Depositional patterns and sedimentary processes influencing modern southwest Florida carbonate slope development have been identified based upon slope morphology, seismic facies and surface sediment characteristics. Three slope-parallel zones have been identified: (1) an upper slope progradational zone (100-500 m) characterized by seaward-trending progradational clinoforms and sediments rich in shelf-derived carbonate material, (2) a lower gullied slope zone (500-800 m) characterized by numerous gullies formed by the downslope transport of gravity flows, and (3) a base-of-slope zone (> 800 m) characterized by thin, lens-shaped gravity flow deposits and irregular topography interpreted to be the result of bottom currents and slope failure along the basal extensions of gullies. Modern slope development is interpreted to have been controlled by the offshelf transport of shallow-water material from the adjacent west Florida shelf, deposition of this material along a seaward advancing sediment front, and intermittent bypassing of the lower slope by sediments transported in the form of gravity flows via gullies. Sediments are transported offshelf by a combination of tides and the Loop Current, augmented by the passage of storm frontal systems. Winter storm fronts produce cold, dense, sediment-laden water that cascades offshelf beneath the strong, eastward flowing Florida Current. Sediments are eventually deposited in a relatively low energy transition zone between the Florida Current on the surface and a deep westward flowing counter current. The influence of the Florida Current is evident in the easternmost part of the study area as eastward prograding sediments form a sediment drift that is progressively burying the Pourtales Terrace. The modern southwest Florida slope has seismic reflection and sedimentological characteristics in common with slopes bordering both the non-rimmed west Florida margin and the rimmed platform of the northern Bahamas, and shows many similarities to the progradational Miocene section along the west Florida slope. As with rimmed platform slopes, development of non-rimmed platform slopes can be complex and controlled by a combination of processes that result in a variety of configurations. Consequently, the distinction between the two slope types based solely upon seismic and sedimentological characteristics may not be readily discernible. ?? 1990.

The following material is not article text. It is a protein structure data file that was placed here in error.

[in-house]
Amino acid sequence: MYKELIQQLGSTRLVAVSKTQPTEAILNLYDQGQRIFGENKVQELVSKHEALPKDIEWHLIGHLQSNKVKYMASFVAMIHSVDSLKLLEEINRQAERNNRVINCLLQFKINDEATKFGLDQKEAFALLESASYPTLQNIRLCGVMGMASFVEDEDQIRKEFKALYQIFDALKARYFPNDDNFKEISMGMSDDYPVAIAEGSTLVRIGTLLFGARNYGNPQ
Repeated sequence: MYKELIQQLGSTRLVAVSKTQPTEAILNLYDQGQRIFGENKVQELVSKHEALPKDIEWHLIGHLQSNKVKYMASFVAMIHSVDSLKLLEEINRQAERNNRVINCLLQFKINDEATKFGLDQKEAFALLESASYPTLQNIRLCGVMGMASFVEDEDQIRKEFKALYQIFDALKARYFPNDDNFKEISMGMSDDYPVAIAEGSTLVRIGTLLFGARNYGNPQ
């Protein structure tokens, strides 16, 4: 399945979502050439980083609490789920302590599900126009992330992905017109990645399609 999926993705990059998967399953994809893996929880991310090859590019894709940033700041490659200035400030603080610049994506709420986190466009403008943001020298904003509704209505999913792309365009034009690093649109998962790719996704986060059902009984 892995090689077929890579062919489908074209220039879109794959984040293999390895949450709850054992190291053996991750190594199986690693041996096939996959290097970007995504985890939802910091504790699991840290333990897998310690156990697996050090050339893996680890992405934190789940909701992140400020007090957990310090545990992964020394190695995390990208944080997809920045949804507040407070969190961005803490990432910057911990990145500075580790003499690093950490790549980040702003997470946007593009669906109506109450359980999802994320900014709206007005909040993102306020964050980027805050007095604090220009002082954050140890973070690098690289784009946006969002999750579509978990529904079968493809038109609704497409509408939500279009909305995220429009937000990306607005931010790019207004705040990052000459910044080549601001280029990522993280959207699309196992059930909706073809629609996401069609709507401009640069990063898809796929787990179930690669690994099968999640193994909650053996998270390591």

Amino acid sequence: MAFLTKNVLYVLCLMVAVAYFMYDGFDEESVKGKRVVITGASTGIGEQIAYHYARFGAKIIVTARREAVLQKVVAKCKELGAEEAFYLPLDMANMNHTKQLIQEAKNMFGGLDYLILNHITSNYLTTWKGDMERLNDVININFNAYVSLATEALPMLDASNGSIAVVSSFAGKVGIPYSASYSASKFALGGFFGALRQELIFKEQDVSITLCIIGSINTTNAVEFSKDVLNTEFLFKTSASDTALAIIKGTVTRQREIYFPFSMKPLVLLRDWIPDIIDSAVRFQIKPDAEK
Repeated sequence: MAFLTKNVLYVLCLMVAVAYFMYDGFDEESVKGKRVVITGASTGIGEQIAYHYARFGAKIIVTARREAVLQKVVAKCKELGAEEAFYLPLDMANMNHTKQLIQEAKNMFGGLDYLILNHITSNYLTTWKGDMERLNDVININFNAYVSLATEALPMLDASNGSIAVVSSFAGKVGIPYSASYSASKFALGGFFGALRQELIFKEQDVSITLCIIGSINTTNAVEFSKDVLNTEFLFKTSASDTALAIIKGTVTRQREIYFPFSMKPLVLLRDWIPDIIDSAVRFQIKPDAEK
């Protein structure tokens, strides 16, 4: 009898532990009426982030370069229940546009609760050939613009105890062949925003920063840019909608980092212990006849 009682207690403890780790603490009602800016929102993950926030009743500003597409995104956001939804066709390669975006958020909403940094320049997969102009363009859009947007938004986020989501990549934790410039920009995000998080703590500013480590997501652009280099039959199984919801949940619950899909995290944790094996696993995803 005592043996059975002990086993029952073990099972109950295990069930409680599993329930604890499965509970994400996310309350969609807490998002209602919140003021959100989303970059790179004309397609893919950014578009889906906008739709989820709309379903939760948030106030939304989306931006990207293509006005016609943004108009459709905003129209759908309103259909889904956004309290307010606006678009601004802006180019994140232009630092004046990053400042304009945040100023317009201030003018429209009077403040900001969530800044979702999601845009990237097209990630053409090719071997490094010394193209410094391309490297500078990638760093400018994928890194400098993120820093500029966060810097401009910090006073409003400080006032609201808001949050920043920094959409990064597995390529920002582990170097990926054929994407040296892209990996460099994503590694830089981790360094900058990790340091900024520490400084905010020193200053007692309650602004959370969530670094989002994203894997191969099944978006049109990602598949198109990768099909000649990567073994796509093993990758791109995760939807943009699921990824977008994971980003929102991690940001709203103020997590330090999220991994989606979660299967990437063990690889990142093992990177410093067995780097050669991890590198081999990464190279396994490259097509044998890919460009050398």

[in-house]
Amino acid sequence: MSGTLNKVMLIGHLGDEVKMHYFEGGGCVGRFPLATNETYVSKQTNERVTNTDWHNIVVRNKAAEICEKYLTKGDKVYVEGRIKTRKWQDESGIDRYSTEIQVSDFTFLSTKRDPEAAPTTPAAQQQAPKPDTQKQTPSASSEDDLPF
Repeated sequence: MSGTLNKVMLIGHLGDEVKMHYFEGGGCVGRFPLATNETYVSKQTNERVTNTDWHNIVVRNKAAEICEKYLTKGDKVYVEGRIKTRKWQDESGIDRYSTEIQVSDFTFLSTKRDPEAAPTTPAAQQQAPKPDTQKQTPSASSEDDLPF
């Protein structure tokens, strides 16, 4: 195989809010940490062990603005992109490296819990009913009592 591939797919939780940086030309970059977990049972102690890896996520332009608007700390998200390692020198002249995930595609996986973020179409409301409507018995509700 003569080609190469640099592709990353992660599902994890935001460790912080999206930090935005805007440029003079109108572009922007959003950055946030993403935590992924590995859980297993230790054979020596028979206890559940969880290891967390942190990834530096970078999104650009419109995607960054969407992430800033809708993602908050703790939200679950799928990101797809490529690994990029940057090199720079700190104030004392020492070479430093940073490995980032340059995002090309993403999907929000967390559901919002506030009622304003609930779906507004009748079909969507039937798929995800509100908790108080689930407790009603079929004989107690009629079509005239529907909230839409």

Additional publication details
Modern configuration of the southwest Florida carbonate slope: Development by shelf margin progradation